Extrajudicial execution, enforced disappearance and torture - these are the tools used by death squads across South Asia. Across the region, human rights abuses are perpetrated behind the closed doors by the 'jallad', or hangmen, of secret detention facilities, while death squads roam the streets with impunity.
By using first-hand experience and newly discovered sources, Tasneem Khalil connects these abuses to a disturbing fact - that Bangladesh, India, Nepal, Pakistan and Sri Lanka are national security states connected to an international system of state terror, patronised by sponsors like the United States, the United Kingdom, China and Israel.
Looking at infamous 'enforcers' such as The Rapid Action Battalion of Bangladesh, the 'encounter specialists' of India, army units of Nepal, the Frontier Corps of Pakistan and 'the men in white vans' of Sri Lanka, Khalil reveals a huge system of specialists in violence deployed by the state in campaigns of state terror, a bloody logic of domination and repression that lies at the very core of statecraft in South Asia.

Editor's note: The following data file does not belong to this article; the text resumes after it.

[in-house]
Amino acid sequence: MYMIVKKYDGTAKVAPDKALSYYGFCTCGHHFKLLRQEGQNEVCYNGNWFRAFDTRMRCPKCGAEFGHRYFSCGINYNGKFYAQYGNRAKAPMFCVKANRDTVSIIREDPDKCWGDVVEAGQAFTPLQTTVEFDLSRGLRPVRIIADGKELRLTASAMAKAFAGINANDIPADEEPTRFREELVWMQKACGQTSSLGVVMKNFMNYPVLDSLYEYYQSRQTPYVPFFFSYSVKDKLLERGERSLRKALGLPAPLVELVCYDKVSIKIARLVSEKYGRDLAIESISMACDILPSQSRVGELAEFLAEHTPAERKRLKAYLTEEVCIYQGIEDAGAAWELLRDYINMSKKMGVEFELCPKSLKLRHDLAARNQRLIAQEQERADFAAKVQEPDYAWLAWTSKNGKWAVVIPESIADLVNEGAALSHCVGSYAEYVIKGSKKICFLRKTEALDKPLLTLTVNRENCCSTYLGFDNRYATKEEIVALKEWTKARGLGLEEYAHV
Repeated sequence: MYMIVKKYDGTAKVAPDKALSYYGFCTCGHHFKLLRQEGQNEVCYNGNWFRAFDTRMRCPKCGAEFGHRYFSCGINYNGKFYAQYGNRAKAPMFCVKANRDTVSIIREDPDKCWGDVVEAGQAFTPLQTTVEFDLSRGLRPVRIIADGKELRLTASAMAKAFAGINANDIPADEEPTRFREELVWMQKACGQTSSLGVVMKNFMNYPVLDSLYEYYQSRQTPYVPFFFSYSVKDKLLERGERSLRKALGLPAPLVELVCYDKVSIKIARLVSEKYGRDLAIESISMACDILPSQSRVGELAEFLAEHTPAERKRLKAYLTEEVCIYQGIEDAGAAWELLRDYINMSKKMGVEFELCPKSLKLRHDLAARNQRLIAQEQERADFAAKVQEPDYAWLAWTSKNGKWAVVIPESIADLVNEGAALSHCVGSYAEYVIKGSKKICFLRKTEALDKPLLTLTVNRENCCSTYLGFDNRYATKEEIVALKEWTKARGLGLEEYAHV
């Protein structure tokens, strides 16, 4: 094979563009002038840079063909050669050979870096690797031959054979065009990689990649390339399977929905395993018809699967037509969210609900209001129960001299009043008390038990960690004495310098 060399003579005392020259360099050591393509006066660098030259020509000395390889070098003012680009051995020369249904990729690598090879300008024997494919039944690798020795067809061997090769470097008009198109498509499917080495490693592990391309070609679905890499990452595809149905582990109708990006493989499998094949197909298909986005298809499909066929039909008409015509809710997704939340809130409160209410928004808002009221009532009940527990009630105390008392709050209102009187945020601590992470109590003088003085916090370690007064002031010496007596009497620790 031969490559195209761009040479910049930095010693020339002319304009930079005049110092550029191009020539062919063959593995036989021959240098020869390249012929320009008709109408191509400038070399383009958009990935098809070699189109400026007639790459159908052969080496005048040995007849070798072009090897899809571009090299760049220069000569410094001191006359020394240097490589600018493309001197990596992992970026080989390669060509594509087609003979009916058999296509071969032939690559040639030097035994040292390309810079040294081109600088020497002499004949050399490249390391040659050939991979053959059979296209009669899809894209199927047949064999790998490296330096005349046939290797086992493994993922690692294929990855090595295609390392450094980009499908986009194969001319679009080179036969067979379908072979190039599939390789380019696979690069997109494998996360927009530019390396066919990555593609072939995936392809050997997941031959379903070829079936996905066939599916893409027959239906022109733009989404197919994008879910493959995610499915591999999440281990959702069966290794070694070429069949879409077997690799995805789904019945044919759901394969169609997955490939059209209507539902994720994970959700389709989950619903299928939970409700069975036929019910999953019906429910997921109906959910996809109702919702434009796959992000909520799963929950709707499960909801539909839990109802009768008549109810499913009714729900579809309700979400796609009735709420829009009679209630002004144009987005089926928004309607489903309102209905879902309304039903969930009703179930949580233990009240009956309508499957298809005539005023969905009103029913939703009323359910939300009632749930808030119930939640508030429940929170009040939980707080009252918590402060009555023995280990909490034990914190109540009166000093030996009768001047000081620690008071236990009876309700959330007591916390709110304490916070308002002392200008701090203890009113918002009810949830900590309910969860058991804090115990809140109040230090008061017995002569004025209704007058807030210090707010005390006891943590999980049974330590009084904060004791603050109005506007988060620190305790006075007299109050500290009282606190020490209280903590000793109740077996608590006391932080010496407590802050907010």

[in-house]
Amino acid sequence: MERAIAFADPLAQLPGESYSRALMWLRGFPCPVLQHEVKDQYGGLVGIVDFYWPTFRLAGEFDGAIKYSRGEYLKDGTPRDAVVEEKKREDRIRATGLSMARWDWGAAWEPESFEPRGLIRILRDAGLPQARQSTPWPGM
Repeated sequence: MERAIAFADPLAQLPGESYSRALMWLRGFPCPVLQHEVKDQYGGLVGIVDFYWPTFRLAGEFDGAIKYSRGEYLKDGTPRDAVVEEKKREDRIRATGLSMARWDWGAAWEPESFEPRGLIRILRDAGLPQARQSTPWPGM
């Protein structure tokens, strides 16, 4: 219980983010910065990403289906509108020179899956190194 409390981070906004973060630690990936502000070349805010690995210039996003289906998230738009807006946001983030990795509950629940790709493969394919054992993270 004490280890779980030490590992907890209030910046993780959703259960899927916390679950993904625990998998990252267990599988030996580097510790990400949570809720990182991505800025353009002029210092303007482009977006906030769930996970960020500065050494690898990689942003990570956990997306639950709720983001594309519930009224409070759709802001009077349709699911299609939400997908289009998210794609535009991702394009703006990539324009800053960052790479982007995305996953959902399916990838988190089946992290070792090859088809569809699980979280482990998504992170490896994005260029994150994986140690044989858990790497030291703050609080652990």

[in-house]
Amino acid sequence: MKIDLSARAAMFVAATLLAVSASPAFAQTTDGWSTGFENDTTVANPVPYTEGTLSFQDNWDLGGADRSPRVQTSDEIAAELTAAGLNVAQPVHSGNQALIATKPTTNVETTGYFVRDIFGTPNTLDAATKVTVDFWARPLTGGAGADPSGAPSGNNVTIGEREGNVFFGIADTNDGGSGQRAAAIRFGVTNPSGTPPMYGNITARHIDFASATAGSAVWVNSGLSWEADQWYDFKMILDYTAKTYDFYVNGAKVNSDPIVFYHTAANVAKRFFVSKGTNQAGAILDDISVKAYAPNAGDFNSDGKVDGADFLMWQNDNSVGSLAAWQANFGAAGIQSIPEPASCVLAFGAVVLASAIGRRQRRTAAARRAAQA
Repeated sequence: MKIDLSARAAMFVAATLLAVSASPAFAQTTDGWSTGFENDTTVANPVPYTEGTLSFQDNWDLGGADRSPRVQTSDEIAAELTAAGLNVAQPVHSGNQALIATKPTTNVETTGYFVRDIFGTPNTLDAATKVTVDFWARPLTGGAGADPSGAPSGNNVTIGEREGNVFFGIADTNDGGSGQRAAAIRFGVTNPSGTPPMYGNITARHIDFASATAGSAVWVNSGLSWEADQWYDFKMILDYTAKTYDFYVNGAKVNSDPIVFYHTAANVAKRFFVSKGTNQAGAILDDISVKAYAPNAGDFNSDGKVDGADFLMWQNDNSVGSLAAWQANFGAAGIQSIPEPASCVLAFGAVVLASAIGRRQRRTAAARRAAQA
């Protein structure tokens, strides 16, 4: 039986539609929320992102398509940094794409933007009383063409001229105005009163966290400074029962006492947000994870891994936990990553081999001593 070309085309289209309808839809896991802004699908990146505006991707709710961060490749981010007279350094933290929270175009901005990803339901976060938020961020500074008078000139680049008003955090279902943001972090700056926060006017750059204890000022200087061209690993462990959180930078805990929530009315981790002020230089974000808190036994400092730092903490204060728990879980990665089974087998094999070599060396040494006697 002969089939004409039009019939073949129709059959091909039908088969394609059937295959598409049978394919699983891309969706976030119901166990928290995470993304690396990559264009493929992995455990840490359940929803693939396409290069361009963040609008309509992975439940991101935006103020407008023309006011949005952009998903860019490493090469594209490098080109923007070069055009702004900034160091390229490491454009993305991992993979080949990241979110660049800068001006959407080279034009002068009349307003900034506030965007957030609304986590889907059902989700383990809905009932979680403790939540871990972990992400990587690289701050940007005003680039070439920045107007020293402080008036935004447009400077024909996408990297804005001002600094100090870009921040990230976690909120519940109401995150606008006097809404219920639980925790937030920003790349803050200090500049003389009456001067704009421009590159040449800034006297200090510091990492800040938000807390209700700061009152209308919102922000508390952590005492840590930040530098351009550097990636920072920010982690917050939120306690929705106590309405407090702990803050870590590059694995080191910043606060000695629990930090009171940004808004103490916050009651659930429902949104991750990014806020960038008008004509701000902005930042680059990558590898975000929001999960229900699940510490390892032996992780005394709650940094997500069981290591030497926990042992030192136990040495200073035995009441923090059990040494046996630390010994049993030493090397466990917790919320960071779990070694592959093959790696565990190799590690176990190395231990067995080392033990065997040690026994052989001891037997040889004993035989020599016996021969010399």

Tasneem Khalil is an exiled Bangladeshi journalist who previously worked for The Daily Star, CNN, Human Rights Watch and has written for the International Herald Tribune, NPR, Guardian, Washington Post and BBC and is the author of Jallad: Death Squads and State Terror in South Asia (Pluto, 2015). He was declared a prisoner of conscience by Amnesty International in 2007, following his detention by the Bangladeshi military intelligence agency. In 2008, Swedish PEN conferred him with an honorary membership for his journalism.
1. Introduction: After the colony 2. Bangladesh: Men in black 3. India: Brutal encounters 4. Nepal: The royal army 5. Pakistan: Agents of the state 6. Sri Lanka: White vans 7. State terror in postcolonial South Asia 8. Specialists on violence 9. International system of state terror 10. A note from the torture chamber Notes Index